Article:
again like creating a memorable movie, manage the sequence of moments your guests or custom- ers will experience, from the climactic opening scene through [to] the end.
Crowdsource Content Dave Serino Our first [SoMeT] event was in 2010. We did very little to market it or do any advertis- ing. When we originally started, we had a core group of online influencers that we knew were very passionate about travel, tours and hospital- ity, social media, and digital marketing. I used technology and my relationships within the industry to find those people. I personally made contact with them through phone calls and Skype. We engaged, and I asked them questions and told them about my idea for the event. I asked, “What would it take to get people here? How should we develop [the conference]? What do you think is important?” And from that core, all of their com- ments and feedback is what I used for the founda- tion of the event.
Say Hello Like You Mean It KA At what point are they stepping into the experi- ence where they feel like they’re going to the con- ference? Frankly, it’s when they’re getting on the airplane. So if there’s something that I get on my smartphone if I have one, or just before I go, that’s either a tidbit of a tip from one of the speakers, because you asked for it ahead of time, or a tanta- lizing question because we know you’re moving into the conference experience — it’s recognizing that moment. Because if it’s a regional or national meeting, we’re probably getting on a plane. Setting it up in the beginning is important. It’s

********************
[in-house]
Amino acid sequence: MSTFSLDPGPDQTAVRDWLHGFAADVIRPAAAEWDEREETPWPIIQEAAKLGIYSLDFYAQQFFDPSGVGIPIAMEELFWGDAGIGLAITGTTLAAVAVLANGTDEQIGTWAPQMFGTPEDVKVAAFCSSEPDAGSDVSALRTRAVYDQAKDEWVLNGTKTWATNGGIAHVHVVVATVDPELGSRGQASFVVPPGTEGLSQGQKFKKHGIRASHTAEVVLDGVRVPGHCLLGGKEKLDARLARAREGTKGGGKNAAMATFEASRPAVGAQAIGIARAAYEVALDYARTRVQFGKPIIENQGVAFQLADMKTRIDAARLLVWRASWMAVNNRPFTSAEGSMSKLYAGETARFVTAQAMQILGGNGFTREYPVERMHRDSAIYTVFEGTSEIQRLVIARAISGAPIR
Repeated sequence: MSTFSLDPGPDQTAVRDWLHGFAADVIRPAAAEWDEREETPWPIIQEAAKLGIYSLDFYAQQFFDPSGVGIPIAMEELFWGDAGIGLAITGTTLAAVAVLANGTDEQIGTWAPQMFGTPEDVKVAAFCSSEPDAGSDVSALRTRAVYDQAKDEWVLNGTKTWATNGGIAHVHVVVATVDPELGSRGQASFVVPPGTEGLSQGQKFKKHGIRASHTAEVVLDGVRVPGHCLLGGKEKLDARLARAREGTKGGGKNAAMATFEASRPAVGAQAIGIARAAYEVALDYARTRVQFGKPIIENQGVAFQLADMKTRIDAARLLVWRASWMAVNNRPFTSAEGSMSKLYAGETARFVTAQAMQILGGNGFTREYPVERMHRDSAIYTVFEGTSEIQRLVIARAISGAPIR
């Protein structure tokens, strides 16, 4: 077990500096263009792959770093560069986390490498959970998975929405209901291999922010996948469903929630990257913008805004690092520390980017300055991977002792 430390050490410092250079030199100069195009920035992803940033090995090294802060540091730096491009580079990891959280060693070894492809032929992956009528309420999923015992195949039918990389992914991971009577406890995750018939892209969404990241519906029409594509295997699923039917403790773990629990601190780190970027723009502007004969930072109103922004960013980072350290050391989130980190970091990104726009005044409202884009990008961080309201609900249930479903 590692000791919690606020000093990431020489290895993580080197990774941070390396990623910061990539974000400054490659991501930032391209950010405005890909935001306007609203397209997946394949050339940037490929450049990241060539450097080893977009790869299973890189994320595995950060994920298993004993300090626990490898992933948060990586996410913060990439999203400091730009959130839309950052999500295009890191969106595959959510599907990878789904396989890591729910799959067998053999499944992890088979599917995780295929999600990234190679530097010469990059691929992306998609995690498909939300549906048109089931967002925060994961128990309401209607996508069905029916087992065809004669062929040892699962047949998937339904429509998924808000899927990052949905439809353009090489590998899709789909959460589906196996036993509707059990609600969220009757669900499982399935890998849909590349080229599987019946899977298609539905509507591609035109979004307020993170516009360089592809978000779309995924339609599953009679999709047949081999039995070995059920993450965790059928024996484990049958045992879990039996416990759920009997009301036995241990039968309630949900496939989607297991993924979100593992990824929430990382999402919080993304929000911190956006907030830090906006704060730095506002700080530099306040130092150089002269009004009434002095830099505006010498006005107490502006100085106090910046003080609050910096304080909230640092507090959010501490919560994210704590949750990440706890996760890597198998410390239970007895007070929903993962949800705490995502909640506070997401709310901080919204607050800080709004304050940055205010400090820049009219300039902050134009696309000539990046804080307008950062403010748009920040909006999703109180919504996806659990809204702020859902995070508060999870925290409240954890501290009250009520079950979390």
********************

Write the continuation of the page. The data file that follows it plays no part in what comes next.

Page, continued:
usually boring, the waiting in line to go to check in [once you’re on site] — there’s never enough people to do the registration for the meeting, and the signage [in the registration area] doesn’t have any kind of slogan on it; it just says speakers, attendees, A, B, C. So, what can you do there? You might have an
Moments of Engagement Top, author and publisher Dave Eggers speaks at The Vine conference in 2007 in Napa Valley, Calif. Middle, Mikala Taylor of Think! Social Media; and bottom, Jeremy Harvey, Visit Loudon, and Theresa Overby, Miles Partnership, at the 2012 SoMeT.
improv group acting out a scene in costume, com- plimenting people, and asking, “Wow, what do you want to get out of this thing?” Something with a bit of drama and interaction. There might be one of those rear-projection
backdrops on a side wall, which has iconic scenes from the destination. There are these big, beauti- ful, full-color scenes, and you say, “Go over there